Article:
White Gold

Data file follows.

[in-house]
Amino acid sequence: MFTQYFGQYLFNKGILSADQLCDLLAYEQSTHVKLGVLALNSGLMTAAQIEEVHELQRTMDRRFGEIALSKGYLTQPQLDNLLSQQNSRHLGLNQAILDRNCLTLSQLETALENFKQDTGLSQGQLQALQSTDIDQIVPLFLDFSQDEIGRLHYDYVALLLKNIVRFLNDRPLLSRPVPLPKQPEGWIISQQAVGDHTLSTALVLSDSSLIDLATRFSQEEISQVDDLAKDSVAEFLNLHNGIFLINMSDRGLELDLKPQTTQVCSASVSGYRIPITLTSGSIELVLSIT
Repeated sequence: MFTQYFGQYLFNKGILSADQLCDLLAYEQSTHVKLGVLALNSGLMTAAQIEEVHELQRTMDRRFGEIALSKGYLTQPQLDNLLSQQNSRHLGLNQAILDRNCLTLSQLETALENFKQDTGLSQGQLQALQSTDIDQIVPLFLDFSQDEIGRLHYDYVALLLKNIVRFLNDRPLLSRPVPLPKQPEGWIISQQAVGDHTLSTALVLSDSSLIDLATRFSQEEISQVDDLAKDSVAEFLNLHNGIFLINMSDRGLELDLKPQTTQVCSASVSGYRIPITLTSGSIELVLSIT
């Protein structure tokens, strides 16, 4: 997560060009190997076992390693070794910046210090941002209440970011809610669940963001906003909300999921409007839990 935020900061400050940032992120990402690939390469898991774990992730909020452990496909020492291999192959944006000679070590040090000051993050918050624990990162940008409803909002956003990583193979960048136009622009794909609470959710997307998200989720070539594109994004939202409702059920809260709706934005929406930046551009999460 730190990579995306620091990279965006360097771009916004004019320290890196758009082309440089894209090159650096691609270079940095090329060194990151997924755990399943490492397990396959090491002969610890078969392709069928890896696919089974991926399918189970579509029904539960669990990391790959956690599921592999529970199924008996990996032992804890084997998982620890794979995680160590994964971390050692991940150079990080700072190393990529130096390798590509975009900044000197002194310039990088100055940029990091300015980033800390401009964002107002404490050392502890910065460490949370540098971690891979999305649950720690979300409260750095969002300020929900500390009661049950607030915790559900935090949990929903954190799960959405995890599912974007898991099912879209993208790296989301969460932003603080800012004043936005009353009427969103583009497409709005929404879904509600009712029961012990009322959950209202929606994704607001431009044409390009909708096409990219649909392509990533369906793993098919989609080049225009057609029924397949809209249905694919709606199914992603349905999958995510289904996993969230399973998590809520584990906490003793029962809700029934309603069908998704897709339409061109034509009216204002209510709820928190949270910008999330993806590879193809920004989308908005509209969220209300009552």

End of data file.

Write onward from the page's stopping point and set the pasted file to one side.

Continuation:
The first time I tasted Buty Winery's 2003 sémillon–sauvignon blanc blend, I was impressed. Maybe overwhelmed would be a better word. The wine was notable, but it seemed a little over the top in several respects: a little too much acid, too much alcohol—too much flavor, even. My first note to myself: "going to be terrific in a year or so." So I bought a few bottles (at $22 apiece), planning to open one next about this time in 2006. But there was a group tasting coming up at the office, so I brought a bottle for others to sample, and a colleague then asked if he could get a couple bottles for himself. That did in my first self-allocation, so I ordered half a dozen more bottles. That was two weeks ago; yesterday I placed an order for a full case. It's the best kind of wine there is: the kind you want to share. I don't know for certain where my head and my palate were back at the beginning of my acquaintance with Caleb and Nina Foster Buty's little wonder, but I suspect my failure to fully appreciate the wine's quality was due to its quality. We're not used to white wine of such power and character in this state; we're not really used to it from elsewhere, either, except for the finest European chardonnays and rieslings. The dry white wines of Bordeaux, once the benchmark for blends like this one, have fallen on evil times, thanks to the vagaries of fashion and the marketplace. And if you're seeking a great wine made from sauvignon blanc, you naturally turn these days to New Zealand. As for sémillon . . . more on that in a moment. After Caleb's tour of duty as assistant winemaker at Walla Walla's Woodward Canyon, the Butys went to learn at the source about what makes New Zealand sauv blanc so special. "Most of those wines blend in some sémillon, but we always knew that when we came back, sémillon was going to be our focus," says Nina. "Washington is one of very few places in the world where sémillon is capable of producing great wine. We have used as much as 75 percent sémillon making this blend." The Butys are not the only winemakers getting stunning results with sémillon; Randy Clubb's L'Ecole No. 41 has been turning heads with the varietal for 20 years, and it's currently produced in four variations. At $15 a bottle, the 2003 "barrel-fermented" sémillon (13 percent sauv blanc) is a remarkable bargain. But Buty's bottling is the first I've tasted to suggest that one day, a Washington white may stand proudly side by side with, if not challenge, Bordeaux's Haut-Brion. rdowney@seattleweekly.com

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